The Shutdown

By Scott Norton

Wintertime can be a time of feast or famine when it comes to catches. It is a lot like the summer shutdown with the downsizing and upsizing of baits just to get a bite. I do know that conventional baits that most people use all year will eventually not work at all. If you want to be successful, you have to use some good planning to put all the odds in your favor.

Let us talk about downsizing your baits and when to use them. Baits like the A-Rig, the jig, and the jerk bait will eventually start letting you down and that bite will taper off as the metabolism of bass comes to a halt. Downsizing will provide a better chance to just get something. “Why not just stop fishing in the winter?”, some will say. Winter can be that time of year when you get the chance at a new personal best. Baits, like the Ned Rig, finesse jig, and the finesse swim baits are a few baits that land that quality bite you strive for.

When is a good time to upsize your baits? If you have tried downsizing and it will not work, then go to your big swim baits and you can try for those giant bass. When you catch a bass in the winter, they will be at their highest body mass this time of the year, after all that feeding up in the fall. Your giant bass still must maintain their calorie intake just to survive. These large bass will not chaise down any small baits because they must conserve energy. They will, in fact, go for a large easy meal. Back a few years ago, you only had a few choices on large baits to use but today, you have so much to choose from. You now have burrito baits, which are big rubber swim baits you pull on the bottom slowly to get those big bites. A big flutter spoon can fit into upsizing as well when they go deep.

When you see water temperature starting to dip below the 50s is when this shutdown starts to rear its ugly head. You will notice the water getting gin clear so you will need to downsize your line as well. You will not be able to do this with your big baits; just make sure you use a good fluorocarbon line. In some cases, mono may be the way to go since fluorocarbon will shatter if the temperatures are too cold and over stressed. There are anglers on both sides of that fence, and both have their own process to use each type of line. Just know if you downsize your fluorocarbon line, you must have a rod that is more forgiving to absorb all that load. Bass this time of year really won’t fight that hard so it will be like dragging in a wet log.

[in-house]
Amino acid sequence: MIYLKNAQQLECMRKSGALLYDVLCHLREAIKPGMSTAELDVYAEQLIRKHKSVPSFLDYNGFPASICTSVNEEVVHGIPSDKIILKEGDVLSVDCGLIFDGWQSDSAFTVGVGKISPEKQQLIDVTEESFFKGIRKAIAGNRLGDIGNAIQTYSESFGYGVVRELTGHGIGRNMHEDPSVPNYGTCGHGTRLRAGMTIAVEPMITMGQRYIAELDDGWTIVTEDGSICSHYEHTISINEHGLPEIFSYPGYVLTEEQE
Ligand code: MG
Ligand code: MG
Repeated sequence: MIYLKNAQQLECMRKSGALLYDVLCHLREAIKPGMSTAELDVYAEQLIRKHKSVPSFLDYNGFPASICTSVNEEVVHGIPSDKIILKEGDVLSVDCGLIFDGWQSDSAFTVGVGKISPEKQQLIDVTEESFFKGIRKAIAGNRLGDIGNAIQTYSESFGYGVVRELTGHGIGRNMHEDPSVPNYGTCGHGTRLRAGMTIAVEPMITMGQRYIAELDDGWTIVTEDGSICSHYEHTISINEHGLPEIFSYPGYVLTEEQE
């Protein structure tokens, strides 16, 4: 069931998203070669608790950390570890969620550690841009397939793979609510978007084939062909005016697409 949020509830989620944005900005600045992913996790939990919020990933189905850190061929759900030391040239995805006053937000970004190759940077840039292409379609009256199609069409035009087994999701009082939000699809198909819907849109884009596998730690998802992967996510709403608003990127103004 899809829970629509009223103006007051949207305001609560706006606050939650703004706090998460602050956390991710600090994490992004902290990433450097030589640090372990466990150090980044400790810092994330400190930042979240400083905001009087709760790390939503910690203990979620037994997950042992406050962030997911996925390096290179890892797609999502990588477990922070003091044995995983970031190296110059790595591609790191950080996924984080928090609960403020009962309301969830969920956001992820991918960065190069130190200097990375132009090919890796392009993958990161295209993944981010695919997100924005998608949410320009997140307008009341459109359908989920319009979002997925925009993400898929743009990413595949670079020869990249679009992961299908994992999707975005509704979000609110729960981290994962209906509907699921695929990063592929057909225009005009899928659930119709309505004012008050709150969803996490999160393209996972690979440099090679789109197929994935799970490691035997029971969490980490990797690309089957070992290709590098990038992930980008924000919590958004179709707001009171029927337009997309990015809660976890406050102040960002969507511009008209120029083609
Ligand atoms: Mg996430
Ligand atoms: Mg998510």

The places to fish will be the backs of creeks or the main lake points where you will find rock and wood. It is all about getting warm for the fish. Start on the shorelines where the sun hits the water first in the morning. Running water in the backs of creeks will also be warmer than the rest of the water in the lake and is also a good place to try fishing. Hopefully, this will help a few people this winter that are looking to catch some winter bass this year. Good luck!

Scott Norton is a Western North Carolina native. Born in Asheville, N.C., he is a long-time hunter, angler and weekend warrior.

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